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5.7 Header Modification Functions

There are two ways to modify message headers in a MFL script. First is to use header actions, described in Actions, and the second way is to use message modification functions. Compared with the actions, the functions offer a series of advantages. For example, using functions you can construct the name of the header to operate upon (e.g. by concatenating several arguments), something which is impossible when using actions. Moreover, apart from three basic operations (add, modify and remove), as supported by header actions, header functions allow to insert a new header into a particular place.

Built-in Function: void header_add (string name, string value [, number idx])

Adds a header ‘name: value’ to the message. If idx is given, it specifies a 0-based index in the header list where to insert this header.

If idx is not supplied, the header is appended to the end of the header list.

In contrast to the add action, this function allows to construct the header name using arbitrary MFL expressions.

Built-in Function: void header_insert (string name, string value, number idx)

This function is equivalent to header_add with three arguments, i.e. it inserts a header ‘name: ‘value’ at idxth header position in the message.

Built-in Function: void header_delete (string name [, number index])

Delete header name from the envelope. If index is given, delete indexth instance of the header name.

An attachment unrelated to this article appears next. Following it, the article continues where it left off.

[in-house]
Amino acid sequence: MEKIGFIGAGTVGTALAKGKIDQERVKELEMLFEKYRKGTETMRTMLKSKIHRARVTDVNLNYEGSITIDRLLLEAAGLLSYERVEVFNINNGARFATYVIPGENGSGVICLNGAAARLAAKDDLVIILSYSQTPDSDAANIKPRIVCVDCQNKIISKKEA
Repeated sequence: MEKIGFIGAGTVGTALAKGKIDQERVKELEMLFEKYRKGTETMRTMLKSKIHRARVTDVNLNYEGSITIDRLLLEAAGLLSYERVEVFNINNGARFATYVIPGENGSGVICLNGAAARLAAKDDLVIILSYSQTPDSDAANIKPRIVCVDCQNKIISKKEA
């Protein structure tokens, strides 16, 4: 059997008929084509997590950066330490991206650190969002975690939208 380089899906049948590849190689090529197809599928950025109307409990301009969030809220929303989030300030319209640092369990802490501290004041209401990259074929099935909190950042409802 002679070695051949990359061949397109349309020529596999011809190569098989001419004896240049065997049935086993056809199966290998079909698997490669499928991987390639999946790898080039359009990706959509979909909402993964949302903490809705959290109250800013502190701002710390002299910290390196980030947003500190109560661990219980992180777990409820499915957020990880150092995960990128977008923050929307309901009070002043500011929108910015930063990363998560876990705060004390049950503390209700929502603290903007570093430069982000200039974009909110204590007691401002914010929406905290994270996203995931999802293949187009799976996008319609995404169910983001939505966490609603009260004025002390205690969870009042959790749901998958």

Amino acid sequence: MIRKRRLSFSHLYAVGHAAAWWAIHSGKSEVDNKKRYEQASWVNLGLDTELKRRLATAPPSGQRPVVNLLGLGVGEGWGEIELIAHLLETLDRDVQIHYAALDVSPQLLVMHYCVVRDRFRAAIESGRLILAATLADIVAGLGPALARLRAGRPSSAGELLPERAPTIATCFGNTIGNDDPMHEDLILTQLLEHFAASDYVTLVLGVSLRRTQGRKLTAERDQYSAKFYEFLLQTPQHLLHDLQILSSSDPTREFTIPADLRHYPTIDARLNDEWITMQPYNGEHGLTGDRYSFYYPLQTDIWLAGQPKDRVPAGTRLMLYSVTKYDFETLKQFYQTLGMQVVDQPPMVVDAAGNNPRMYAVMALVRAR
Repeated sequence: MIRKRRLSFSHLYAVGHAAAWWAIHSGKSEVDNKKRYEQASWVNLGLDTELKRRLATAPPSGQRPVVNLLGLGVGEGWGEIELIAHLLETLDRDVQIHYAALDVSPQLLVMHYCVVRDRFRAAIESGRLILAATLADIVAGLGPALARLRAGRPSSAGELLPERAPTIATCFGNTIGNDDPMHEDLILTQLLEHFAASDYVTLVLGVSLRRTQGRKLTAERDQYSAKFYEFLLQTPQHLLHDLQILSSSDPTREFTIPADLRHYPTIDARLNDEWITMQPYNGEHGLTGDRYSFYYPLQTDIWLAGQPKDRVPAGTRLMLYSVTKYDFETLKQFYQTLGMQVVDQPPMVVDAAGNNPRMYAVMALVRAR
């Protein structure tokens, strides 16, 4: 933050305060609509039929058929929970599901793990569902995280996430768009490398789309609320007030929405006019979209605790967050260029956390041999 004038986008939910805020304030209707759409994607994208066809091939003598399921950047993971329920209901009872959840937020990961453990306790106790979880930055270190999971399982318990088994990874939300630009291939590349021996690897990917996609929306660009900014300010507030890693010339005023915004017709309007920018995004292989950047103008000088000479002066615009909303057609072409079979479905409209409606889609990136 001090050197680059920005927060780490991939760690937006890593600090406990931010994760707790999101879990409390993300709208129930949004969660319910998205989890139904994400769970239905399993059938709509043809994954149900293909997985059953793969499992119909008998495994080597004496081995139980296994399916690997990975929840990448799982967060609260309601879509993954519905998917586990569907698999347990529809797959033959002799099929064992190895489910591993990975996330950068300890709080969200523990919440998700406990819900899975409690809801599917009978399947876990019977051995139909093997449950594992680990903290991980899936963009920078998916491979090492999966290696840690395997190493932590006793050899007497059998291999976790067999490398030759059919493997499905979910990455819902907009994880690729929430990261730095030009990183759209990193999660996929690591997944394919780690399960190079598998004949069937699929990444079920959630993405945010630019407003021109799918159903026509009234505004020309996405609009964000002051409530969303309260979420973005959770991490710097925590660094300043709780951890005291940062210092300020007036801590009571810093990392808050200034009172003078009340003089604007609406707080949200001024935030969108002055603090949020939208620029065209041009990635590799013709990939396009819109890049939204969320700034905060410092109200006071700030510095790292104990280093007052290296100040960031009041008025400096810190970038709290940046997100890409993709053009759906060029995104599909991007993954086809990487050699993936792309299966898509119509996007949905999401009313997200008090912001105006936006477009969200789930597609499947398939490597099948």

Notice the differences between this function and the delete action:

  1. It allows to construct the header name, whereas delete requires it to be a literal string.
  2. Optional index argument allows to select a particular header instance to delete.
Built-in Function: void header_replace (string name, string value [, number index])

Replace the value of the header name with value. If index is given, replace indexth instance of header name.

Notice the differences between this function and the replace action:

  1. It allows to construct the header name, whereas replace requires it to be a literal string.
  2. Optional index argument allows to select a particular header instance to replace.
Built-in Function: void header_delete_nth (number n)

Deletes nth header. Headers are numbered from 1.

Built-in Function: void header_replace_nth (number n, string name, string value)

Replaces nth header with ‘name: value’.

Library Function: void header_rename (string name, string newname[, number idx])

Defined in the module header_rename.mf.
Available only in the ‘eom’ handler.

Renames the idxth instance of header name to newname. If idx is not given, assumes 1.

The example below renames ‘Subject’ header to ‘X-Old-Subject’:

require 'header_rename'

prog eom
do
  header_rename("Subject", "X-Old-Subject")
done
Library Function: void header_prefix_all (string name [, string prefix])

Defined in the module header_rename.mf.
Available only in the ‘eom’ handler.

If prefix is given, rename all headers named name to ‘prefix-name’. Otherwise, remove all such headers.

Library Function: void header_prefix_pattern (string pattern, string prefix)

Defined in the module header_rename.mf.
Available only in the ‘eom’ handler.

If prefix is given, rename all headers whose names match pattern (in the sense of fnmatch, see fnmatches) to ‘prefix-name’. Otherwise, remove them.

For example, to prefix all headers whose names begin with ‘X-Spamd-’ with an additional ‘X-’:

require 'header_rename'

prog eom
do
  header_prefix_pattern("X-Spamd-*", "X-")
done

Mailfromd Manual (split by node):   Section:   Chapter:FastBack: Library   Up: Library   FastForward: Using MFL Mode   Contents: Table of ContentsIndex: Concept Index